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Sierra magazine
Up to Speed: Two Months, One Page

As cycling enthusiast George Bush pedaled into retirement, the Interior Department moved to open more backcountry trails in national parks to mountain bikes.

While in those national parks, it's now legal to carry a loaded and concealed weapon.


The parks themselves may soon be concealed by smog, thanks to an attempt by Bush's EPA to weaken air-pollution regulations near parks and wilderness areas.


Hold your nose: The EPA also says that the poultry and beef industries no longer have to report toxic fumes from decomposing manure piles.


Outgoing interior secretary Dirk Kempthorne spent $235,000 in taxpayer money renovating his office bathroom.


Underwater sonar harms whales, the U.S. Supreme Court ruled. But the U.S. Navy can use it anyway.


Environmental activist Tim DeChristopher, 27, masqueraded as a buyer at an auction of oil and gas leases and won 13 parcels around Arches and Canyonlands National Parks, driving up the price of other lots by about $500,000. He owes the BLM $1.7 million.


According to the USDA, cows must spend 120 days a year in the pasture for their milk to be considered organic.

Farmed fish, however, can be called organic even if 25 percent of their food intake isn't.


More than a billion gallons of coal ash contaminated with lead and arsenic spread over 300 acres in eastern Tennessee when a retaining wall failed at a coal-fired power plant. There are 1,300 more such dumps--largely unregulated--across the country.


Equipment malfunction is no excuse for a refinery or chemical plant to violate the Clean Air Act, a federal appeals court ruled.


Processing of oil sands in Alberta, Canada, results in the leakage of 2.9 million gallons of contaminated water every day.

No worries here, though: Late last year, the EPA ruled that waste produced by U.S. oil shale development isn't hazardous.

The oil shale party may be short-lived: Ken Salazar, President Barack Obama's pick to head the Interior Department, is a staunch critic of the industry.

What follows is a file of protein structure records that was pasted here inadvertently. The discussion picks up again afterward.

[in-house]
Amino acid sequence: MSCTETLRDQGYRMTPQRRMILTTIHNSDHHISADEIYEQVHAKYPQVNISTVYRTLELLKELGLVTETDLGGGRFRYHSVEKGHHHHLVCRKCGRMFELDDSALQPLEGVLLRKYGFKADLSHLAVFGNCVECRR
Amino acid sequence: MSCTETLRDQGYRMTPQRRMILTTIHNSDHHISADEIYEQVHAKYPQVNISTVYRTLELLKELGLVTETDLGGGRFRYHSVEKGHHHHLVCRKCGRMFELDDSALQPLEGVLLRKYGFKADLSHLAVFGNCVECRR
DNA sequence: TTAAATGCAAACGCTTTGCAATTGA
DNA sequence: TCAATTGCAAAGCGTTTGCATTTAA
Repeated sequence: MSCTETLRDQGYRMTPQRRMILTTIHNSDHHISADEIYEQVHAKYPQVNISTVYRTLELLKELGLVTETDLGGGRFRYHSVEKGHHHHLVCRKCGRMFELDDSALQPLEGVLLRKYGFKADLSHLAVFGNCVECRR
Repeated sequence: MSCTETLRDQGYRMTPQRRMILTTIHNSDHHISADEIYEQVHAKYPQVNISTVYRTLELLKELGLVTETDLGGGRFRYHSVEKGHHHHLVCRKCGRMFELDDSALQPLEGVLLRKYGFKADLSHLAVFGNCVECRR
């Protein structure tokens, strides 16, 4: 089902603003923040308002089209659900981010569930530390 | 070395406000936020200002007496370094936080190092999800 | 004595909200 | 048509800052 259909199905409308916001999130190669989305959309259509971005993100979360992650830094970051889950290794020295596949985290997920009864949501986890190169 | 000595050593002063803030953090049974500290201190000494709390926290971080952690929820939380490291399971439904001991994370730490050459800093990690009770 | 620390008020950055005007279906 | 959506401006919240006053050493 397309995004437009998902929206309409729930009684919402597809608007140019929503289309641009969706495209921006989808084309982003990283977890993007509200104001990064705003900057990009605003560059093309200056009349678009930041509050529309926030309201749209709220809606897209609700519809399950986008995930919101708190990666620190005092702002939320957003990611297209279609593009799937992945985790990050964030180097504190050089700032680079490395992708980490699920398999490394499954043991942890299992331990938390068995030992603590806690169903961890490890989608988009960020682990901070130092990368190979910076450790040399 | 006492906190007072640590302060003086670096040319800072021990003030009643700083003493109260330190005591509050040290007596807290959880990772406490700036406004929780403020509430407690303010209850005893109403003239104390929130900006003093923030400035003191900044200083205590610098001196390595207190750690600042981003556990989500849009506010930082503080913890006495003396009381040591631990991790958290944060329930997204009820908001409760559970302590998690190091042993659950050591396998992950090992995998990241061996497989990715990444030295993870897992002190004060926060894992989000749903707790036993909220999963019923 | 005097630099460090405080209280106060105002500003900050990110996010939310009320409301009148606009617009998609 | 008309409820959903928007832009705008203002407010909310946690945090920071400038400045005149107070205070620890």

Salazar will have to contend with six Bush-era political appointees who burrowed into his department as "moles." Granted civil-service protection, they cannot be easily replaced by the incoming administration.

Obama can reverse many of Bush's last-minute "midnight regulations," however, and immediately after the election his aides compiled a list of more than 200 of them.


Suddenly science is back in style: Obama picked Nobel laureate Steven Chu to run the Energy Department, MacArthur fellow Jane Lubchenco to lead the National Oceanic and Atmospheric Administration, and physicist John Holdren to head the White House Office of Science and Technology Policy.


Tom Vilsack, Obama's choice to head the Agriculture Department, is a big supporter of genetically modified crops.


A Chinese company partially owned by Warren Buffett has released the F3DM, the world's first mass-produced plug-in hybrid car. Sorry, it won't be for sale in the United States until 2011.


U.S. hybrid sales are hurting: Prius purchases fell 48 percent in November, while sales of hybrid Civics plunged 68 percent.


Folks may be taking the bus instead: U.S. transit ridership has experienced its biggest gain in 25 years.


Also: Traffic deaths are down 10 percent from 2007.

So is residential electricity use--it decreased by 3 to 9 percent nationwide. Americans are conserving.


On his way out, George Bush established three new national monuments in the Pacific Ocean, protecting 195,000 square miles. Greenpeace's take: "In the game of environmental sin and sainthood, nobody is beyond redemption." —Dashka Slater and Paul Rauber


 

Photos and illustrations by, left column, from top: iStock/ARTPUPPY, iStock/GlobalP, iStock/tainted, iStock/mashe; right column, from top: iStock/QUAYSIDE, iStock/RedBarnStudio, iStock/Maliketh

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